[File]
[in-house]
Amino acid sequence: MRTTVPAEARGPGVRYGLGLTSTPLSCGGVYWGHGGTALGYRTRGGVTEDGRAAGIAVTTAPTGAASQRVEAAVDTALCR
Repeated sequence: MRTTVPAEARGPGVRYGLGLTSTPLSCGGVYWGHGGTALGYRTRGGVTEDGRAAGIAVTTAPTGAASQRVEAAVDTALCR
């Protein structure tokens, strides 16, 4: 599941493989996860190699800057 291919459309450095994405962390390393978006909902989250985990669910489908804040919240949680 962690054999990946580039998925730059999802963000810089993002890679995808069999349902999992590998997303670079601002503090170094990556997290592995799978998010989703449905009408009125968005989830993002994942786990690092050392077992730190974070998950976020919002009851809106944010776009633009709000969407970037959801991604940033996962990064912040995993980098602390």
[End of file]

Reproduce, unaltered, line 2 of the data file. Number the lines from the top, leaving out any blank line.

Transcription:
Amino acid sequence: MRTTVPAEARGPGVRYGLGLTSTPLSCGGVYWGHGGTALGYRTRGGVTEDGRAAGIAVTTAPTGAASQRVEAAVDTALCR